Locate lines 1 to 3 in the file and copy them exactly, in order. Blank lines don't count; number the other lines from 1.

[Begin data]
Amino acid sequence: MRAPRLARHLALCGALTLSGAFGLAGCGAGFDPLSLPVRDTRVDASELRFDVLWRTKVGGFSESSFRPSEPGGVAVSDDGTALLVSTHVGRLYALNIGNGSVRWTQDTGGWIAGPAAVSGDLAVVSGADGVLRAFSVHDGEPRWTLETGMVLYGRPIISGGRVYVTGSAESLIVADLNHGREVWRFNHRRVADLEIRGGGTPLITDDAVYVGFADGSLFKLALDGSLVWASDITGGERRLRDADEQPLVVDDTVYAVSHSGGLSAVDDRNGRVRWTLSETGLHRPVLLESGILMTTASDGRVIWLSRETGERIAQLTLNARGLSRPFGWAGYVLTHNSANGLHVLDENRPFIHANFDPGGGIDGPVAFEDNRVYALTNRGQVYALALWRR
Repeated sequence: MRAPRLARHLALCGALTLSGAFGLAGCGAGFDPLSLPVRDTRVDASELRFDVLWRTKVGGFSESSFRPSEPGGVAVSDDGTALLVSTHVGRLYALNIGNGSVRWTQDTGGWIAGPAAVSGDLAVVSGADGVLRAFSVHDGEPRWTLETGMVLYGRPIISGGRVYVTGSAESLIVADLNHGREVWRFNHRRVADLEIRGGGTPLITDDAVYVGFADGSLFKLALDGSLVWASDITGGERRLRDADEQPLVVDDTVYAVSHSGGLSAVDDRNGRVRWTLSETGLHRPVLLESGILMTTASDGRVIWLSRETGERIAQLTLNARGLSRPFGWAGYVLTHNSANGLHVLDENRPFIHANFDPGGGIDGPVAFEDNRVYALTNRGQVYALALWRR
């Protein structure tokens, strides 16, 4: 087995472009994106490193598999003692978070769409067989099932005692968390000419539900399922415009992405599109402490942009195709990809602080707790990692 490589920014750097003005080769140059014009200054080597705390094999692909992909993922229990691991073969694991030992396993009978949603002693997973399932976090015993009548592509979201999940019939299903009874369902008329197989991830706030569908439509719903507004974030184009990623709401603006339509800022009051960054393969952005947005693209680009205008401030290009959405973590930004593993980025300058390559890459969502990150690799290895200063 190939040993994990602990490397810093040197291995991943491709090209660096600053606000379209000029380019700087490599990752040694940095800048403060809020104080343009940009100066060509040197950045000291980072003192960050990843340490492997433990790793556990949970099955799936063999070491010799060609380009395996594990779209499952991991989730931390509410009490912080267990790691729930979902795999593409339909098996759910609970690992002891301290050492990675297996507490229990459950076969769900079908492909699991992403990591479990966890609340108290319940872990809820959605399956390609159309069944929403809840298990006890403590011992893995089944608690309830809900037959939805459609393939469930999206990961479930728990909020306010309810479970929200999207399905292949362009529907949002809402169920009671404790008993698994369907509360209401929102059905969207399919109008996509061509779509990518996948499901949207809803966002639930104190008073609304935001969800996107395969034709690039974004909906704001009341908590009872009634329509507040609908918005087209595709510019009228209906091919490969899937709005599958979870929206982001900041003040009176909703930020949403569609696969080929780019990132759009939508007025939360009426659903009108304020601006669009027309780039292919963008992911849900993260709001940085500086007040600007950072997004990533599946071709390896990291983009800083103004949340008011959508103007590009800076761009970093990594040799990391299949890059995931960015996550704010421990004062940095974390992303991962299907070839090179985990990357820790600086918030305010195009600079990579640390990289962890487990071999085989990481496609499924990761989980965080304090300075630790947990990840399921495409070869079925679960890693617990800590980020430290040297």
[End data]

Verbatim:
Amino acid sequence: MRAPRLARHLALCGALTLSGAFGLAGCGAGFDPLSLPVRDTRVDASELRFDVLWRTKVGGFSESSFRPSEPGGVAVSDDGTALLVSTHVGRLYALNIGNGSVRWTQDTGGWIAGPAAVSGDLAVVSGADGVLRAFSVHDGEPRWTLETGMVLYGRPIISGGRVYVTGSAESLIVADLNHGREVWRFNHRRVADLEIRGGGTPLITDDAVYVGFADGSLFKLALDGSLVWASDITGGERRLRDADEQPLVVDDTVYAVSHSGGLSAVDDRNGRVRWTLSETGLHRPVLLESGILMTTASDGRVIWLSRETGERIAQLTLNARGLSRPFGWAGYVLTHNSANGLHVLDENRPFIHANFDPGGGIDGPVAFEDNRVYALTNRGQVYALALWRR
Repeated sequence: MRAPRLARHLALCGALTLSGAFGLAGCGAGFDPLSLPVRDTRVDASELRFDVLWRTKVGGFSESSFRPSEPGGVAVSDDGTALLVSTHVGRLYALNIGNGSVRWTQDTGGWIAGPAAVSGDLAVVSGADGVLRAFSVHDGEPRWTLETGMVLYGRPIISGGRVYVTGSAESLIVADLNHGREVWRFNHRRVADLEIRGGGTPLITDDAVYVGFADGSLFKLALDGSLVWASDITGGERRLRDADEQPLVVDDTVYAVSHSGGLSAVDDRNGRVRWTLSETGLHRPVLLESGILMTTASDGRVIWLSRETGERIAQLTLNARGLSRPFGWAGYVLTHNSANGLHVLDENRPFIHANFDPGGGIDGPVAFEDNRVYALTNRGQVYALALWRR
């Protein structure tokens, strides 16, 4: 087995472009994106490193598999003692978070769409067989099932005692968390000419539900399922415009992405599109402490942009195709990809602080707790990692 490589920014750097003005080769140059014009200054080597705390094999692909992909993922229990691991073969694991030992396993009978949603002693997973399932976090015993009548592509979201999940019939299903009874369902008329197989991830706030569908439509719903507004974030184009990623709401603006339509800022009051960054393969952005947005693209680009205008401030290009959405973590930004593993980025300058390559890459969502990150690799290895200063 190939040993994990602990490397810093040197291995991943491709090209660096600053606000379209000029380019700087490599990752040694940095800048403060809020104080343009940009100066060509040197950045000291980072003192960050990843340490492997433990790793556990949970099955799936063999070491010799060609380009395996594990779209499952991991989730931390509410009490912080267990790691729930979902795999593409339909098996759910609970690992002891301290050492990675297996507490229990459950076969769900079908492909699991992403990591479990966890609340108290319940872990809820959605399956390609159309069944929403809840298990006890403590011992893995089944608690309830809900037959939805459609393939469930999206990961479930728990909020306010309810479970929200999207399905292949362009529907949002809402169920009671404790008993698994369907509360209401929102059905969207399919109008996509061509779509990518996948499901949207809803966002639930104190008073609304935001969800996107395969034709690039974004909906704001009341908590009872009634329509507040609908918005087209595709510019009228209906091919490969899937709005599958979870929206982001900041003040009176909703930020949403569609696969080929780019990132759009939508007025939360009426659903009108304020601006669009027309780039292919963008992911849900993260709001940085500086007040600007950072997004990533599946071709390896990291983009800083103004949340008011959508103007590009800076761009970093990594040799990391299949890059995931960015996550704010421990004062940095974390992303991962299907070839090179985990990357820790600086918030305010195009600079990579640390990289962890487990071999085989990481496609499924990761989980965080304090300075630790947990990840399921495409070869079925679960890693617990800590980020430290040297």